The patient was hospitalized for a week to facilitate further examination and stabilization. During the admission period, the patient discontinued all employment-related activity and following avoidance strategy, her symptoms much improved. After discharge, outpatient observation and periodic examinations were conducted. After 3 months later, the patient's symptoms such as shortness of breath, productive cough, and purulent sputum expectoration had nearly disappeared. Follow-up chest CT confirmed that the size and number of nodules had significantly decreased, and that the consolidations had much improved (Figure 1B). The size of enlarged hilar lymph nodes and number of other enlarged mediastinal lymph nodes had also significantly decreased.


Dental technicians are at high risk of occupational lung diseases1,7,9, because they are frequently exposed to dust, chemical substances, toxic materials, and heavy metals used in the construction of dental prostheses and orthodontic appliances1,9. From those occupational lung diseases, the incidence of pneumoconiosis in dental technicians are higher than expected. And, the prevalence of pneumoconiosis in dental technician are from 9.8% to 24.2% in several reports3,5,10. During construction of dental appliances or dental procedures, various toxic solvents and non-organic gases can be released into the air, leading to occupational lung disease11. The addition of metal alloys, ceramics, acrylates, as well as finishing, grinding, and casting, may all increase the amount of heavy metals released.
Differential diagnosis based on clinical manifestations including subjective symptoms and radiological findings could be almost impossible due to their lack of specificity at earlier stage. In our case, the patient had experienced respiratory symptoms for one month, and various diseases were suspected based on her radiography and CT results, including infectious and non-infectious diseases. To reach a definitive diagnosis, we ran various laboratory tests and sputum culture to rule out various causes of infection.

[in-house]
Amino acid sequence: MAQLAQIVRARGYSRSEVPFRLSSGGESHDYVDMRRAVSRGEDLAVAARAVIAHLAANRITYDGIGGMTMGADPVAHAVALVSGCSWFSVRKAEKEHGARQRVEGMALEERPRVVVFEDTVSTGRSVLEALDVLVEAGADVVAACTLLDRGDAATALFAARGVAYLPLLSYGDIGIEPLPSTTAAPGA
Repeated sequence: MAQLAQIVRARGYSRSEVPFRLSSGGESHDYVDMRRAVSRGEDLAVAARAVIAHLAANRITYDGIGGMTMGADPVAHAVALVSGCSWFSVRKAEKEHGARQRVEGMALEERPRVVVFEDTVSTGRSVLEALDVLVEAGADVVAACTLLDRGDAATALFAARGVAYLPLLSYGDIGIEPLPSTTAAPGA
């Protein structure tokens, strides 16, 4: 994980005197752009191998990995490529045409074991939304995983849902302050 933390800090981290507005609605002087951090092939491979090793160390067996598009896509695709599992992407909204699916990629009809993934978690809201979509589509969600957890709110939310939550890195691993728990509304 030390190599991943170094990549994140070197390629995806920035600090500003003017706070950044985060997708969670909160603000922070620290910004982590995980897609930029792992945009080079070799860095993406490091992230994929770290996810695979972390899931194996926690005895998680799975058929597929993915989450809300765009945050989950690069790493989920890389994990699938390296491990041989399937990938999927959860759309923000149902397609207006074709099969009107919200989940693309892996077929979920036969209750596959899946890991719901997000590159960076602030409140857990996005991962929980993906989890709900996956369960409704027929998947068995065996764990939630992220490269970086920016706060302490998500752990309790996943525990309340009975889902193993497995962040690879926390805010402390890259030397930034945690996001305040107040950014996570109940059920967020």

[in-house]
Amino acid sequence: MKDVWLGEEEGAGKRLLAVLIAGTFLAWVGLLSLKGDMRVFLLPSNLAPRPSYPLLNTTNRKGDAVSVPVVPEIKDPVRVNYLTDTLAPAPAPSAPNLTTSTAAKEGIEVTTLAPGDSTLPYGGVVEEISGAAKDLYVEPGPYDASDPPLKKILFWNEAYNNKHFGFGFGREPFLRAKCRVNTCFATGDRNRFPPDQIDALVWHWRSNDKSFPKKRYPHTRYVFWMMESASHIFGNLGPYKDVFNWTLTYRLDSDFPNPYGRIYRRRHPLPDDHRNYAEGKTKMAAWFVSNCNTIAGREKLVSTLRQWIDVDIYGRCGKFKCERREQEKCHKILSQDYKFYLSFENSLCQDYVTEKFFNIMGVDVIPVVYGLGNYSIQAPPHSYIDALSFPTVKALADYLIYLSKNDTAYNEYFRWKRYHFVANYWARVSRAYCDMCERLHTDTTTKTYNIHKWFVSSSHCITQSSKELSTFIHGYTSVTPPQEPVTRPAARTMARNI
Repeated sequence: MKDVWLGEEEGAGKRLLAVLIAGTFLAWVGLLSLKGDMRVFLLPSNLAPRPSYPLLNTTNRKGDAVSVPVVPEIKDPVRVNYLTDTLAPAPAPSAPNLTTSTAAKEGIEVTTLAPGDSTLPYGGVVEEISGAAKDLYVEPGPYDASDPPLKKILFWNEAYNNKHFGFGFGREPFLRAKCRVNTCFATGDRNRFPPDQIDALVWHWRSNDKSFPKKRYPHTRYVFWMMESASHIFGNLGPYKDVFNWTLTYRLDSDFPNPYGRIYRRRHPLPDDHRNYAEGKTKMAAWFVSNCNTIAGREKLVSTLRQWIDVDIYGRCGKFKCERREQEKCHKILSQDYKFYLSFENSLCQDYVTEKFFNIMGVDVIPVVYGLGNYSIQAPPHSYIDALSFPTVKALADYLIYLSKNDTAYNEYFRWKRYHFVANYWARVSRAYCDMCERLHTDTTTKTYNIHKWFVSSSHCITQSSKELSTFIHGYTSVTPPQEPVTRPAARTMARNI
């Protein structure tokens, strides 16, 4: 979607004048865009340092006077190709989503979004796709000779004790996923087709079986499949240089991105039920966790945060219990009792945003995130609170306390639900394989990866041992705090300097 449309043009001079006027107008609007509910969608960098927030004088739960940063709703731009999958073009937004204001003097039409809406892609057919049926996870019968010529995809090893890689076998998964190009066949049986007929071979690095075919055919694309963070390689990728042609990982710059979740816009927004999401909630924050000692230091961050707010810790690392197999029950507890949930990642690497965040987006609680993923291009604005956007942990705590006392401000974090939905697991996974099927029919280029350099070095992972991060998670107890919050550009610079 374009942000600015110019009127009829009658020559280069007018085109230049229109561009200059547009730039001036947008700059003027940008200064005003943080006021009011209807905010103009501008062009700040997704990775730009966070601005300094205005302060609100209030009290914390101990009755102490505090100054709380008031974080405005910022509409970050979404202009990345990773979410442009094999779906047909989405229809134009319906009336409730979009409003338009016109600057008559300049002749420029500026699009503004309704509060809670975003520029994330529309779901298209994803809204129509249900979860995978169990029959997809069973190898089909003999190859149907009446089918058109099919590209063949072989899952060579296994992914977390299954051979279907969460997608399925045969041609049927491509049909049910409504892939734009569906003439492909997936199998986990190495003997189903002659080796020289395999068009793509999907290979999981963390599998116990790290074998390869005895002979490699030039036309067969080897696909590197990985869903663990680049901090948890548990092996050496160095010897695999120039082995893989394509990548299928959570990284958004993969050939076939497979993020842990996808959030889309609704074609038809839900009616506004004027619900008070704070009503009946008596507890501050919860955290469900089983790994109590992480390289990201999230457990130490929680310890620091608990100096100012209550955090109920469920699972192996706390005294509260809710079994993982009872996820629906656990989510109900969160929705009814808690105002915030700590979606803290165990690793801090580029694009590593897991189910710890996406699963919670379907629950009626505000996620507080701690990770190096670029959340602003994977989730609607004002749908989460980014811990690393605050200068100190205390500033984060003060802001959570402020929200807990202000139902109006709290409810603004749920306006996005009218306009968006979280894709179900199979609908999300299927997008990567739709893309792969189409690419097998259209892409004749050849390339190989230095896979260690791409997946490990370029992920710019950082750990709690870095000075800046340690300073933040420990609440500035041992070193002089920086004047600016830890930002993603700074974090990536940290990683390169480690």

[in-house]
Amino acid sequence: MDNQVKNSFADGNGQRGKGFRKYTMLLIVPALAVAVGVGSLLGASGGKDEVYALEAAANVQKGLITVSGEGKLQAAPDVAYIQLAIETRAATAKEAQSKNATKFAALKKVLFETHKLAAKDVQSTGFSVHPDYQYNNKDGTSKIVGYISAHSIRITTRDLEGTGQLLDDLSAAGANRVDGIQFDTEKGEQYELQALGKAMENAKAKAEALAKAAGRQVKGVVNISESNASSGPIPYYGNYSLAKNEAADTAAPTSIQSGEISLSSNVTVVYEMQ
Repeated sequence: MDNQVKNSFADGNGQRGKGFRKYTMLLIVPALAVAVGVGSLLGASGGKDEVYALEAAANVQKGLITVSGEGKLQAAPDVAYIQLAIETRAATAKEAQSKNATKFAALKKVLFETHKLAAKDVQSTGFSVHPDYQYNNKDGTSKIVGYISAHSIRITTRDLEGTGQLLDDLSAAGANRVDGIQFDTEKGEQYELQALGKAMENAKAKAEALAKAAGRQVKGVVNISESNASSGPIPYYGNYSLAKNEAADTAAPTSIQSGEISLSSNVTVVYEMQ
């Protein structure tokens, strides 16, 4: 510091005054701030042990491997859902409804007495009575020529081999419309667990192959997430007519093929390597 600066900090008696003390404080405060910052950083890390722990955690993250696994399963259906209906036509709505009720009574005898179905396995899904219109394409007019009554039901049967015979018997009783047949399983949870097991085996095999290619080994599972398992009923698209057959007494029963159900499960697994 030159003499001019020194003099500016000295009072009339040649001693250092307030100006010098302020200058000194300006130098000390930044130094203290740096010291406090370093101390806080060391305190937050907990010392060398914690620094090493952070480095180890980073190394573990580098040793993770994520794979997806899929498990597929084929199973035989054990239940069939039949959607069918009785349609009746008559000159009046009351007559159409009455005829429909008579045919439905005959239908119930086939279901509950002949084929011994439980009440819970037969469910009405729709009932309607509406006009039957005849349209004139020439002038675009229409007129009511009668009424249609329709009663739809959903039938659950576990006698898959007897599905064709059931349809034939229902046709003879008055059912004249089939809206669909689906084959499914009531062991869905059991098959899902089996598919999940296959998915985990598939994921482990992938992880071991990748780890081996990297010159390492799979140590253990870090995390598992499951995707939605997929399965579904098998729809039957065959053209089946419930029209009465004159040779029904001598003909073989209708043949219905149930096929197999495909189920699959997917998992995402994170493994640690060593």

As one study has reported that alveolar lavage and/or biopsy could be helpful in the diagnosis of similar conditions1, pathologic study might be necessary for exact diagnosis especially at early stage. For the confirmative diagnosis, we compared the usefulness and safety of FNAB and video-assisted thoracoscopy (VATS) for adequate pathologic confirmation, and chose FNAB in left upper lobe with the consideration of patient's comfort and potential risk of VATS.
Based on the results of biopsy, we confirmed that the pulmonary nodules contained granulomatous inflammation including foreign bodies (Figure 1). Finally, considering the patient's occupational history, we reached our final diagnosis of pulmonary granulomatosis, caused by occupational exposure and inhalation of heavy metals and inorganic dust8,9,11. The pathologic findings were different from TB which shows granulomas with caseous necrosis including Langhans' giant cells. Although it is similar to sarcoidosis having non-caseating granulomas, inorganic substances within giant cells are specific for foreign body granulomatosis by inorganic dust inhalation, common in dental technicians.
To protect dental technicians, several preventative measures should be taken to reduce the incidence of occupational lung disease. Firstly, metal alloys that do not contain nickel or beryllium should be chosen to construct dental prosthesis4. Secondly, local proper ventilation systems must be constructed to prevent respiratory and dermal exposure to airborne contaminants, and adequate general ventilation and enclosure systems must be provided4,5,8. Thirdly, eating, drinking, and smoking should all be prohibited in the workplace, as these activities can increase the technician's exposure to toxic materials4,12. And lastly, dental technicians should be educated regarding workplace safety, early detection techniques, and the importance of proper personal protective equipments4.